Gabora, L. (2003). Contextual focus: A cognitive explanation for the cultural transition of the Middle/Upper Paleolithic. In R. Alterman & D. Kirsh (Eds.) Proceedings of the 25th Annual Meeting of the Cognitive Science Society, Boston MA, July 31-August 2. Hillsdale NJ: Lawrence Erlbaum Associates.

Gabora, L. (2004). Ideas are not replicators but minds are. Biology and Philosophy, 19(1), 127-143. [pdf]

Gabora, L. (in prep). Cognitive mechanisms underlying the evolution of a creative idea.

Gabora, L. & Aerts, D. (2002). Contextualizing concepts using a mathematical generalization of the quantum formalism, Journal of Experimental and Theoretical Artificial Intelligence, 14(4), 327-358. [quant-ph/0205161] [ pdf]

Gabora, L. (in press) Self-other organization: Why early life did not evolve through natural selection. Journal of Theoretical Biology, accepted.

Gabora, L. & Aerts, D. (2005). Evolution as context-driven actualization of potential: Toward an interdisciplinary theory of change of state. Interdisc. Sci. Rev. 30(1), 69-88. [nlin.AO/0510077] [pdf]

Gould, S. J. (1991). Bully for Brontosaurus: Reflections in Natural History (pp. 63-66). New York: W. W. Norton & Company.

Gruber, H. E. (1989). The evolving systems approach to creative work. In D. B. Wallace & H. E. Gruber (Eds.) Creative People at Work (pp. 3-24). New York: Oxford University Press.

Haldane, J. B. S. (1932). The causes of evolution. New York: Longman.

Hallpike, C. R. (1986). The principles of social evolution. Oxford: Clarendon Press.

Hinton, G. E. & J. A. Anderson. (1981). Parallel models of associative memory . Hillsdale NJ: Lawrence Erlbaum Associates.

Howard-Jones, P. A. & Murray, S. (2003). Ideational productivity, focus of attention, and context. Creativity Research Journal, 15(2&3), 153-166.

Hull, D. L., Langman, R. E., & Glenn, S. S. (2001). A general account of selection: Biology, immunology, and behavior. Behavioral and Brain Sciences, 24(3), 511-573.

Jeffreys, M. (2000). The meme metaphor. Perspectives in Biology and Medicine , 43(2), 227-242.

Jerne, N. (1967). Antibodies and learning: selection versus instruction. In G. Quarton, T. Melnechuk, & F. Schmitt (Eds.), The Neurosciences: A Study Program (pp. 200-205). New York: Rockefeller University Press.

Karmiloff-Smith, A. (1992). Beyond modularity: A developmental perspective on cognitive science, Cambridge MA: MIT Press.

Kauffman, S. A. (1993). Origins of order . New York: Oxford University Press.

Lorenz, K. (1971). Studies in animal and human behavior. Cambridge MA: Harvard University Press.

Lumsden, C. J. (1999). Evolving creative minds: Stories and mechanisms. In R. J. Sternberg (Ed.), Handbook of Creativity (pp.153-168). New York: Cambridge University Press.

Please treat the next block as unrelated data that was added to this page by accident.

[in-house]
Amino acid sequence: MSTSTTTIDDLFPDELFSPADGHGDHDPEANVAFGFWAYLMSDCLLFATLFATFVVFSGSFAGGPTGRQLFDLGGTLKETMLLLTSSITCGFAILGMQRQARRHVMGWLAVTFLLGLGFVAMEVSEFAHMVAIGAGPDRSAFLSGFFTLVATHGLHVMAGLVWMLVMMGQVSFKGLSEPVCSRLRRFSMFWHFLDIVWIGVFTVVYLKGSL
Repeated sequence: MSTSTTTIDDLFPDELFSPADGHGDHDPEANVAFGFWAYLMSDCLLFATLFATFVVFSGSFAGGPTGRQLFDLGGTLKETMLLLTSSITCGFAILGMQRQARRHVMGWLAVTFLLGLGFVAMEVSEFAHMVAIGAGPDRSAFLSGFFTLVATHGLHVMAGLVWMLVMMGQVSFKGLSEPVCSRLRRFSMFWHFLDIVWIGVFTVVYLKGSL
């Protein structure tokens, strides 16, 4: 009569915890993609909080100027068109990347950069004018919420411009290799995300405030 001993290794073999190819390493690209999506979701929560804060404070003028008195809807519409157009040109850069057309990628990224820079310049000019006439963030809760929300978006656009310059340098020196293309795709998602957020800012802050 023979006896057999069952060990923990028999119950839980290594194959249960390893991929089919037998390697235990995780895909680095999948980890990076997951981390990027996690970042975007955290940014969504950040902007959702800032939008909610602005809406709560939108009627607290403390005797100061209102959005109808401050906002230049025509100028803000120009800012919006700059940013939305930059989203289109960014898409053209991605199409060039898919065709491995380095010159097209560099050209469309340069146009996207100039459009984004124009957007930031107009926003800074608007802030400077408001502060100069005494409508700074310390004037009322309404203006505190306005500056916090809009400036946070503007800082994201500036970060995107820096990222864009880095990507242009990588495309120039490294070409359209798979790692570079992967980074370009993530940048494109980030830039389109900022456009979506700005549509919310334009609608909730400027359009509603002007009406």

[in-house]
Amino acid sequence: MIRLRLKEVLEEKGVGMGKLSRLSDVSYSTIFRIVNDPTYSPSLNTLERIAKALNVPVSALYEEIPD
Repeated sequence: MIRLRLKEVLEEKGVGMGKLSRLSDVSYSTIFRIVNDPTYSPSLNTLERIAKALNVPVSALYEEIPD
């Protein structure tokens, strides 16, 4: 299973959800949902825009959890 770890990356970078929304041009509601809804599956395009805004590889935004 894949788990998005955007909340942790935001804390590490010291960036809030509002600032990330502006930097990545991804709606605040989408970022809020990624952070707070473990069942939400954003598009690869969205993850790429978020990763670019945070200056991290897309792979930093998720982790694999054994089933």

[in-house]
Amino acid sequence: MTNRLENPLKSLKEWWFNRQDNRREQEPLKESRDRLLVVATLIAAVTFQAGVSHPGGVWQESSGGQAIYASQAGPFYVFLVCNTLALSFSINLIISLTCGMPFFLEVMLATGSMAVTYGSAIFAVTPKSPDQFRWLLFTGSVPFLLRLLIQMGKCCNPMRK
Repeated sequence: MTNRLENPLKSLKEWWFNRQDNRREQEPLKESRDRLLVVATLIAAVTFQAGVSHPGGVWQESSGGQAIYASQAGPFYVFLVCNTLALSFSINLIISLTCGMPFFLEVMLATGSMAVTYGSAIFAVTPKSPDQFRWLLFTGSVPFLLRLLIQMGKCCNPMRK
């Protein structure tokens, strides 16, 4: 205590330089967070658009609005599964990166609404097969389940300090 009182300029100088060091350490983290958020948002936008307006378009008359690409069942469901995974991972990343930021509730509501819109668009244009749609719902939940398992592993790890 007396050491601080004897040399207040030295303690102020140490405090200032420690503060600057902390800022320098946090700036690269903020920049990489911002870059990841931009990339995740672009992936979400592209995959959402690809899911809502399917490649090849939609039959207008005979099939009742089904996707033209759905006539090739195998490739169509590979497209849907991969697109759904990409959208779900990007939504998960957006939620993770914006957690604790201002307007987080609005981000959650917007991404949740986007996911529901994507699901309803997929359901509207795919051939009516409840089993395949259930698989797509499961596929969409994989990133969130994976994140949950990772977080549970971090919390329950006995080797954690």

McCoy, J. M. & Evans, G. W. (2002). The potential role of the physical environment in fostering creativity. Creativity Research Journal, 14(384), 409-426.

Miller, G. A. (1956). The magic number seven, plus or minus two: Some limits on our capacity for processing information. Psychological Review, 63, 81-97.

Newman S. A. & MŸller, G. B. (1999). Morphological evolution: Epigenetic mechanisms. In Embryonic Encyclopedia of Life Sciences. London: Nature Publishing Group.

Okasha, S. (2001). Which processes are selection processes?, Commentary on Hull, D. L., Langman, R. E., & Glenn, S. S., A general account of selection: Biology, immunology, and behavior. Behavioral and Brain Sciences, 24(3), 548-549.

Palm, G. (1980). On associative memory. Biological Cybernetics, 36, 19-31.

Pepper, J. W. & Knudsen, T. (2001). Selection without multiple replicators? Commentary on Hull, D. L., Langman, R. E., & Glenn, S. S., A general account of selection: Biology, immunology, and behavior. Behavioral and Brain Sciences, 24(3), 550.

Perkins, D. N. (1998). In the country of the blind: An appreciation of Donald Campbell's vision of creative thought. Journal of Creative Behavior, 32(3), 177-191.

Perkins, D. N. ( 2000). Archimede' bathtub: The art and logic of breakthrough thinking . New York: W. W. Norton and Company.

Pinker, S. (1997). How the mind works . New York: Harper.

Rosch, E. (1999). Reclaiming concepts. Journal of Consciousness Studies, 6(11), 61-78.

Pitowsky, I. (1989). Quantum Probability—Quantum Logic: Lecture Notes in Physics 321 , Berlin: Springer.

Popper, K. (1963). Conjectures and refutations. New York: Routledge.

Randall, C. & Foulis, D. (1976). A mathematical setting for inductive reasoning. In C. Hooker (Ed.), Foundations of Probability Theory, Statistical Inference, and Statistical Theories of Science (vol. III, pp. 169). Dordrecht: Kluwer Academic.

Rumelhart, D. E. & McClelland, J. L. Eds. (1986). Parallel distributed processing. Cambridge MA: Bradford/MIT Press.

Schwartz, J. H. (1999). Sudden origins. New York: Wiley.

Simonton, D. K. (19984). Genius, creativity and leadership: Historiometric inquiries . Cambridge MA: Harvard University Press.<

Simonton, D. K. (1998). Donald Campbell's model of the creative process: Creativity as blind variation and selective retention. Journal of Creative Behavior, 32(3), 153-158.

Simonton, D. K. (1999a). Origins of genius: Darwinian perspectives on creativity . New York: Oxford.

Simonton, D. K. (1999b). Creativity as blind variation and selective retention: Is the creative process Darwinian? Psychological Inquiry, 10, 309-328.

Simonton, D. K. (in press). Exceptional creativity and chance: Creative thought as a stochastic combinatorial process. In L. V. Shavinina & M. Ferrari (Eds.), Beyond Knowledge: Extracognitive Facets in Developing High Ability . Mahwah, NJ: Erlbaum.

Smolensky, P. (1988). On the proper treatment of connectionism. Behavioral and Brain Sciences, 11, 1-43.

Sober, E. & Wilson, D. S. (1994). A critical review of philosophical work on the units of selection problem. Philosophy of Science, 49, 157-180.

Sternberg, R. J. (1998). Cognitive mechanisms in human creativity: Is variation blind or sighted? Journal of Creative Behavior, 32(3), 159-176.

Sternberg, R. J., Kaufman, J. C. & Pretz, J. E. (2001). The propulsion model of creative contributions applied to the arts and letters. Journal of Creative Behavior, 35(2), 75-101.

Sternberg, R. J. & Lubart, T. I. (1995). Defying the crowd: Cultivating creativity in a culture of conformity . New York: Free Press.

Thagard, P. (1980). Against evolutionary epistomology. In P. D. Asquith & R. N. Giere (Eds.) PSA 1980, p. 187-96.

Wright, S. (1931). Evolution in Mendelian populations. Genetics, 16, 97-159.

Ziman, J., Ed. (2000). Technical innovation as an evolutionary process . New York: Cambridge University Press.


Repository Staff Only: item control page